In any project you will have tracks and these tracks are routed to busses. Sending a track to a bus and not directly to the Master output gives you additional control and allows you to take a group of similar track, like back ground vocals and control the overall volume, pan, add effects, EQ and so on. SONAR has many flexible mixing and routing features to help you get the most out of your project.
In addition to routing a track to a bus you can also use sends to control how much volume of a particular track is sent to either an output on your sound card or to a buss. You might be wondering why would you want to send a split of a track or tracks directly to a bus and then out a different output on your sound card. This is very useful when tracking. If you have a vocalist who likes to hear their voice with a large amount of reverb on it you can add a bus and route it to the headphone mix on the sound card. Then add a VST audio effect like the VX-64 Vocal strip. The bus is sent out a separate set of outputs from the mix you hear, so the singer can hear all the reverb they need in real-time while you are listening to the track as it sits in the mix.
By using this technique you can create separate submixes of your song to meet individual needs of performers. The Bassist might want to hear the drums much louder in the mix than the vocalist, the drummer might want the bass high in the mix. SONAR allows for multiple sends on each track so you won’t run out of flexibility in your sub mixes.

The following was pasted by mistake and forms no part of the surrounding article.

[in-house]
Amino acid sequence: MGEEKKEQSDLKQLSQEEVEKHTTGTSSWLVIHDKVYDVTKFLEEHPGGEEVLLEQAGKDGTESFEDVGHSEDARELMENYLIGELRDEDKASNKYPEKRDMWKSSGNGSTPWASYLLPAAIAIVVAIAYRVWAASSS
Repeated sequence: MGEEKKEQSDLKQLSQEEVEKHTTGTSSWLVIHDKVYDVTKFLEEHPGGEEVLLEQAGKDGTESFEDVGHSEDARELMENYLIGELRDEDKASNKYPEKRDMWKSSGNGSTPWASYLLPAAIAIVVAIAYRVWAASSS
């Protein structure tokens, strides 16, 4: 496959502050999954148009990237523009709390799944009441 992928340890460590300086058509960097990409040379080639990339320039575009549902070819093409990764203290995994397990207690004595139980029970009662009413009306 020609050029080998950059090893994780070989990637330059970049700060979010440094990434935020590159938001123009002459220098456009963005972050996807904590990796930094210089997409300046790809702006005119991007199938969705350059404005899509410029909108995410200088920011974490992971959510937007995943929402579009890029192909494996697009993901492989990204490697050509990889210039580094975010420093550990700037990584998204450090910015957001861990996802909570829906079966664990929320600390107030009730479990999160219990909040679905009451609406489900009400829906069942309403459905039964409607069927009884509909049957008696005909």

Of course all of this extra routing and bussing can be a bit confusing which is why SONAR includes up and down stream bus selection. If you Alt-click on a bus all the tracks that are routed to it become selected. Conversely if you Alt-click a track all the busses it is sent to become selected. This is extremely handy when you have not worked on a project in a while and are jumping back in. Chances are you did not make detailed notes as to where all your tracks are routed and now you can visualize the signal flow.
To get the most out of SONAR’s bussing structure when tracking a multi-out soundcard like the Roland OctaCapture is recommended. This will give you the opportunity to route different mixes to exclusive outputs on the OctaCapture. If you do not have a multi-out sound card you can still take advantage of the bussing architecture inside of SONAR to ensure your mixes sound as good as they possibly can.
If you are working with an older version of SONAR see the Cakewalk Knowledge Base article Advanced Bus Routing in SONAR.